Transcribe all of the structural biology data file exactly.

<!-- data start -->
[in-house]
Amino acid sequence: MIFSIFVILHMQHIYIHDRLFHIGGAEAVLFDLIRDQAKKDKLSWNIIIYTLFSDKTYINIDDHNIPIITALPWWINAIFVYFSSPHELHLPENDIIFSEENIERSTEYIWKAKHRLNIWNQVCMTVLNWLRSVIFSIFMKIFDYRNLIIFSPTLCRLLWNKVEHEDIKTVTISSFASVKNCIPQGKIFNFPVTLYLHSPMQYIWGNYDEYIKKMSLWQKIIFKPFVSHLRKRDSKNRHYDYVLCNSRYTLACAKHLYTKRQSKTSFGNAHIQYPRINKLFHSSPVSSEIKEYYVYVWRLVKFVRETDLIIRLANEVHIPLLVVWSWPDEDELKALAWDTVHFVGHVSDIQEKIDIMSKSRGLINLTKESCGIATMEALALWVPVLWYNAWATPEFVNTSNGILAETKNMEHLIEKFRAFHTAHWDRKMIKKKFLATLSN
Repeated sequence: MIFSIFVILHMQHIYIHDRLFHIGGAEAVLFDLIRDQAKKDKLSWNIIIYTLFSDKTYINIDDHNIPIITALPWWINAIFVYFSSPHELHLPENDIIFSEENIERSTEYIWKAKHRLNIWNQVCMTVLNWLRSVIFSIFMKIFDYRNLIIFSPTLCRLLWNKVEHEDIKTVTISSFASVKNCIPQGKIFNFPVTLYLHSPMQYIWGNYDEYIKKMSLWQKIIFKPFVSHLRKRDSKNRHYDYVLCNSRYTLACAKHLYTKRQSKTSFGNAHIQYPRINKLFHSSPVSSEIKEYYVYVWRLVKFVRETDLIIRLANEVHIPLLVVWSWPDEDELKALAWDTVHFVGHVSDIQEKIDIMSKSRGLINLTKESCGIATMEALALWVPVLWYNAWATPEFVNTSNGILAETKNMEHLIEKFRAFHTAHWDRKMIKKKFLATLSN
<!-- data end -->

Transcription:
[in-house]
Amino acid sequence: MIFSIFVILHMQHIYIHDRLFHIGGAEAVLFDLIRDQAKKDKLSWNIIIYTLFSDKTYINIDDHNIPIITALPWWINAIFVYFSSPHELHLPENDIIFSEENIERSTEYIWKAKHRLNIWNQVCMTVLNWLRSVIFSIFMKIFDYRNLIIFSPTLCRLLWNKVEHEDIKTVTISSFASVKNCIPQGKIFNFPVTLYLHSPMQYIWGNYDEYIKKMSLWQKIIFKPFVSHLRKRDSKNRHYDYVLCNSRYTLACAKHLYTKRQSKTSFGNAHIQYPRINKLFHSSPVSSEIKEYYVYVWRLVKFVRETDLIIRLANEVHIPLLVVWSWPDEDELKALAWDTVHFVGHVSDIQEKIDIMSKSRGLINLTKESCGIATMEALALWVPVLWYNAWATPEFVNTSNGILAETKNMEHLIEKFRAFHTAHWDRKMIKKKFLATLSN
Repeated sequence: MIFSIFVILHMQHIYIHDRLFHIGGAEAVLFDLIRDQAKKDKLSWNIIIYTLFSDKTYINIDDHNIPIITALPWWINAIFVYFSSPHELHLPENDIIFSEENIERSTEYIWKAKHRLNIWNQVCMTVLNWLRSVIFSIFMKIFDYRNLIIFSPTLCRLLWNKVEHEDIKTVTISSFASVKNCIPQGKIFNFPVTLYLHSPMQYIWGNYDEYIKKMSLWQKIIFKPFVSHLRKRDSKNRHYDYVLCNSRYTLACAKHLYTKRQSKTSFGNAHIQYPRINKLFHSSPVSSEIKEYYVYVWRLVKFVRETDLIIRLANEVHIPLLVVWSWPDEDELKALAWDTVHFVGHVSDIQEKIDIMSKSRGLINLTKESCGIATMEALALWVPVLWYNAWATPEFVNTSNGILAETKNMEHLIEKFRAFHTAHWDRKMIKKKFLATLSN